Sri Lanka will not default on off-budget borrowings from banks

COLOMBO (EconomyNext) – Sri Lanka will not default on off-budget borrowings from banks by the last regime, though they did not appear to have parliamentary approval, Deputy Economic Policy Minister Harsha de Silva has said.

The Mahinda Rajapaksa regime borrowed large volumes of money from state and private banks for state agencies including the Road Development Authority which does not generate revenue on its own.

De Silva told parliament on June 09, the borrowings did not have parliament approval.

"The government has borrowed from state and private banks, without any parliamentary approval," de Silva told parliament on June 09.

There appeared to be no procedure laid down to recover the loans, de Silva said, though the banks believed that there was.

"As a responsible administration we will not allow these banks to fall," de Silva said. "But in the future we will not allow state or private banks to get into to such a risky situation."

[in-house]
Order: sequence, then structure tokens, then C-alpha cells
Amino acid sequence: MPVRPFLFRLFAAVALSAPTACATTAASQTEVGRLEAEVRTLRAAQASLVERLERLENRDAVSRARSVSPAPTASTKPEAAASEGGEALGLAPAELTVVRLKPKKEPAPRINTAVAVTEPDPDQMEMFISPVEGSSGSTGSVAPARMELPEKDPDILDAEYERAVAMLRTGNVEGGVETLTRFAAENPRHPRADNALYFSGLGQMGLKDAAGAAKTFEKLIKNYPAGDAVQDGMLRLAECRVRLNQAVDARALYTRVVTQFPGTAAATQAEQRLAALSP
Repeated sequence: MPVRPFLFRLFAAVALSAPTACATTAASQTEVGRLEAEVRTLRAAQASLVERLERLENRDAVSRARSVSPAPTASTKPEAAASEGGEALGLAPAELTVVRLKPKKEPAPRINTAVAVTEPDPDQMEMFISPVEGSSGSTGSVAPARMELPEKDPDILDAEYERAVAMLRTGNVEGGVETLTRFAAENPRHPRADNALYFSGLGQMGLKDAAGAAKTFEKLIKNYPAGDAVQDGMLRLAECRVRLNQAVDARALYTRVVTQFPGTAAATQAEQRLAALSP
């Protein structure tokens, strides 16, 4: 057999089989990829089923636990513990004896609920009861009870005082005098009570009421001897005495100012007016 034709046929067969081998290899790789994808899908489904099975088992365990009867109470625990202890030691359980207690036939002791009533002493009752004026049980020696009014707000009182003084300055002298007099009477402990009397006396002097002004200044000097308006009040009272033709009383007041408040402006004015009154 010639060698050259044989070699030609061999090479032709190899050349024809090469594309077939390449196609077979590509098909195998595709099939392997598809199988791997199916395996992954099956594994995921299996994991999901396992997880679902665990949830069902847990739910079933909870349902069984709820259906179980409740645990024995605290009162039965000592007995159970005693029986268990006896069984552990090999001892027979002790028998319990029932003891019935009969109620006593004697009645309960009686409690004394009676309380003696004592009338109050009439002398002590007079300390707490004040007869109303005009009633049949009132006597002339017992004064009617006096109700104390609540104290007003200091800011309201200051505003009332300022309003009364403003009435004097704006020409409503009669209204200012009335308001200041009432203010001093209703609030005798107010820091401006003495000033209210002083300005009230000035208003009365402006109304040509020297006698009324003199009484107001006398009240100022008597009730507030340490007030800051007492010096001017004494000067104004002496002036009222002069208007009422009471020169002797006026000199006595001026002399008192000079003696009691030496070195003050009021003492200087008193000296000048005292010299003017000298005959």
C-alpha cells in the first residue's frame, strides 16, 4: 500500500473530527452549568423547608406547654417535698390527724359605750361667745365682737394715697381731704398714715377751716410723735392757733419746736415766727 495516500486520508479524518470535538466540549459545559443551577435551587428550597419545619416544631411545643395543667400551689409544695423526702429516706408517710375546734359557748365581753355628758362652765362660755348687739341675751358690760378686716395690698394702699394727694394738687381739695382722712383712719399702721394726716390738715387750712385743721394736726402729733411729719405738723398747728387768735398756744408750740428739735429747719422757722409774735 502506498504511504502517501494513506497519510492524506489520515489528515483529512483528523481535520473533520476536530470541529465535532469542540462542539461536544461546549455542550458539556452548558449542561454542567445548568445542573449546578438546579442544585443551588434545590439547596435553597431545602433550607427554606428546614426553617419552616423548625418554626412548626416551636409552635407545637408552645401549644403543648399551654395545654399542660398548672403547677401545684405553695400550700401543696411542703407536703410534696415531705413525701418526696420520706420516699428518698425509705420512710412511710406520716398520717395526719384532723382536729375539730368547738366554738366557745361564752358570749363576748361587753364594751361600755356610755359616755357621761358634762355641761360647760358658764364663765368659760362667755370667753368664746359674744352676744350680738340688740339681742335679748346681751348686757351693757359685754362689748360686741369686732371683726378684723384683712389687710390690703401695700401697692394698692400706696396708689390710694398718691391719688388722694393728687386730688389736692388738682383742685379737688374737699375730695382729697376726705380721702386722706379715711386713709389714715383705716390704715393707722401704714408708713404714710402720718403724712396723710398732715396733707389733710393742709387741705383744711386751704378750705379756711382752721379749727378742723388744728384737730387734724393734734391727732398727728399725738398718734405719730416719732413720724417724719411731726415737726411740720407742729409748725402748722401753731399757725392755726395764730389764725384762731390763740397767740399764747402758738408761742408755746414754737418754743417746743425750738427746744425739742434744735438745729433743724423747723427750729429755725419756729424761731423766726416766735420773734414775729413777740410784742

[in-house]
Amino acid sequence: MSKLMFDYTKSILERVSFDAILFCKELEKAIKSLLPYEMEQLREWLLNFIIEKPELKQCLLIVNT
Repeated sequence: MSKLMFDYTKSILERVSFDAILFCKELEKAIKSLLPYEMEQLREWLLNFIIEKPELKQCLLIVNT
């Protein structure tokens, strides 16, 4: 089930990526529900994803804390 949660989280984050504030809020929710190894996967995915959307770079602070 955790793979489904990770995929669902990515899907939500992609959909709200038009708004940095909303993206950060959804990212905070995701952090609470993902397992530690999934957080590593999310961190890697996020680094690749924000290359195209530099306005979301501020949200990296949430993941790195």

According to data tabled in parliament by de Silva as of December 2014, the government had borrowed 1,402 billion rupees from licensed commercial banks through Treasury bills, bonds, dollar denominated Sri Lanka Development Bonds and overdrafts with parliamentary approval.

Another 379 billion rupees had been borrowed from state-run National Savings Bank.

Several agencies including the RDA, National Water Supply and Drainage Board, a shipping company and Sri Lanka Land Reclamation and Development Corporation had taken more loans off-budget.

There were also 29.8 billion rupees of unsettled letters of credit due to Bank of Ceylon and 44.1 billion rupees of letters of credit due to Peoples’ Bank relating to spending by the military, fertilizer and the presidential secretariat.





The data showed 206 billion rupees of ‘off-budget’ borrowings.

However finance ministry data has shown that there were more borrowings from banks especially to the Ceylon Petroleum Corporation, Ceylon Electricity Board and other agencies.

The Treasury had issued guarantees totalling 556 billion rupees including 91 billion in 2014 alone relating to such credit. By end 2015, 440.3 billion rupees related to such borrowings were disbursed and outstanding.


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